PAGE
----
Sunday, August 3, 2008
Homemade Apricot Fruit Leather
I stumbled across a recipe for fruit leather on Foodie Fashionista a couple of weeks ago. It seemed like an interesting opportunity to create some fruit roll-up flavors I never had as a kid. Watermelon-lime? Blueberry lemon? Honeydew? I spent a few fun moments imaging the possibilities, and then moved on to other things.
I remembered the recipe for fruit leather this weekend. Not only did I have some overripe apricots on hand, but fruit leather seemed like a good thing to take along on a weekend hike.
The recipe is very simple, although a little heat-intensive for a hot summer day. I started by pitting (but not peeling) the apricots, and then pureeing them with a tablespoon of agave nectar. The puree then went into a sauce pan to simmer, covered, over medium low heat for about an hour. This heated up the kitchen a bit, but luckily I only needed to stand over the pot and stir the puree at the very end. Finally, the cooked-down puree was spread over parchment paper and placed in the oven to bake at 200 degrees for two hours, then placed on a rack to cool.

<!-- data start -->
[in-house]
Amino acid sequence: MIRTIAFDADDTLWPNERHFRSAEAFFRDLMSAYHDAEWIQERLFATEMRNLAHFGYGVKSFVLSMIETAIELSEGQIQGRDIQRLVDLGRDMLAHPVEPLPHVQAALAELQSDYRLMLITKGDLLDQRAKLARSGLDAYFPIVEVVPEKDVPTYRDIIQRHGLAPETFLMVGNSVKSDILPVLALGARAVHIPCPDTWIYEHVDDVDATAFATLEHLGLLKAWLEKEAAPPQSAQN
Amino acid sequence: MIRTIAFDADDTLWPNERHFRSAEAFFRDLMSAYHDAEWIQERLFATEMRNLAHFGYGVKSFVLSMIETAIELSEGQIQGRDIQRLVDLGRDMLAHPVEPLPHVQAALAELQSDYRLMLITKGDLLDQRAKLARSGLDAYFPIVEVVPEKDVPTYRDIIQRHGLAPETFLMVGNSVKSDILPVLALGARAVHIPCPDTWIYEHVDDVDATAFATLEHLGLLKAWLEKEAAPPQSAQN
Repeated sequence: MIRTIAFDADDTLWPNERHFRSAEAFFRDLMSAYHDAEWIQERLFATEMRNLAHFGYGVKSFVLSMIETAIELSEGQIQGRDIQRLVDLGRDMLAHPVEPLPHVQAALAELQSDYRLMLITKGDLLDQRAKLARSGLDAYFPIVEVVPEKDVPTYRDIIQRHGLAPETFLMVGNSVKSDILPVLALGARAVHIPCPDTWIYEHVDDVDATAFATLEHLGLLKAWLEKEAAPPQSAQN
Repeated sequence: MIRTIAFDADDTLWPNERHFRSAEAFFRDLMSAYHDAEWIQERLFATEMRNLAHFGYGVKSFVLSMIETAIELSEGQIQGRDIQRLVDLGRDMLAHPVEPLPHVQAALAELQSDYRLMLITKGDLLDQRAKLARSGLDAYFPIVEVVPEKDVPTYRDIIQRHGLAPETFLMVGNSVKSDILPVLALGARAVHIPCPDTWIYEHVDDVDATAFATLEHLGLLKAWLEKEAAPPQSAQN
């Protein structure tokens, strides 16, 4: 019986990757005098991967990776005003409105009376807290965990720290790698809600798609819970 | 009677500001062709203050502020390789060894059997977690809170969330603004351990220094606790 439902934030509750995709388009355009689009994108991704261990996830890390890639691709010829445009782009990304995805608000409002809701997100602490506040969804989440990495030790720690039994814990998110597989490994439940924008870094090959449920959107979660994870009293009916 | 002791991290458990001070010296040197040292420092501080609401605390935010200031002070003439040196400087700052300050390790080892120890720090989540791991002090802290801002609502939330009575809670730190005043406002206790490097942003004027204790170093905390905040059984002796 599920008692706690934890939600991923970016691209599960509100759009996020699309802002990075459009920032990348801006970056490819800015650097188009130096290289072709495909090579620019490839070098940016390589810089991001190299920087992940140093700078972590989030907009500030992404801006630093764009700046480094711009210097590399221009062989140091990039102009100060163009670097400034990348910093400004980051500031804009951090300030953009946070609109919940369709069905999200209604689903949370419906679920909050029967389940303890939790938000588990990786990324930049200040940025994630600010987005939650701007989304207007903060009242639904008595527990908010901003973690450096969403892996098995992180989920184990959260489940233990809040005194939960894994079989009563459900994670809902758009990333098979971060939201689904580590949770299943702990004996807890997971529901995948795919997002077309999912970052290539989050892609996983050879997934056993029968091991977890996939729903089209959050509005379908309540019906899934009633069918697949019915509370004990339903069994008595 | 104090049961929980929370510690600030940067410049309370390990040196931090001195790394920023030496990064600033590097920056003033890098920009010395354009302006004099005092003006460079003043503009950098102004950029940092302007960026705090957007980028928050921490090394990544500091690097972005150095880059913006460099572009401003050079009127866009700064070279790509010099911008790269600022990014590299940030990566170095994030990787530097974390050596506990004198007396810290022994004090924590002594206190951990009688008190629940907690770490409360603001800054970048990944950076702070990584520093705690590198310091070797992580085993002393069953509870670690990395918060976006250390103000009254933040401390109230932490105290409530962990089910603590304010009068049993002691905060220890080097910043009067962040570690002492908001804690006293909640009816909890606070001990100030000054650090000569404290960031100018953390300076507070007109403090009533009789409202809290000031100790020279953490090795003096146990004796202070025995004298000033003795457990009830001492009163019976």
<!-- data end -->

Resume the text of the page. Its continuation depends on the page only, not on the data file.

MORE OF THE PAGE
In all, the process took about three and a half hours, although the actual hands-on time was about 20 minutes. While the cooking and baking time may seem excessive, other recipes that I found on-line called for the fruit leather to be baked (without pre-cooking) for eight hours. Dori's method really streamlines the process.
While not one of the exotic flavors that I initially imagined, the apricot fruit leather was really good, and nice to have along on my hike. I also liked that I got to control the amount of sweetener that went into the fruit leather. However, I'm not sure that this is the most efficient use of fruit: two cups of puree yielded only 2-3 servings of fruit leather. For that reason, I will likely only use the recipe again if I have overripe fruit, or if I'll be doing something where it will be hard to transport fresh fruit.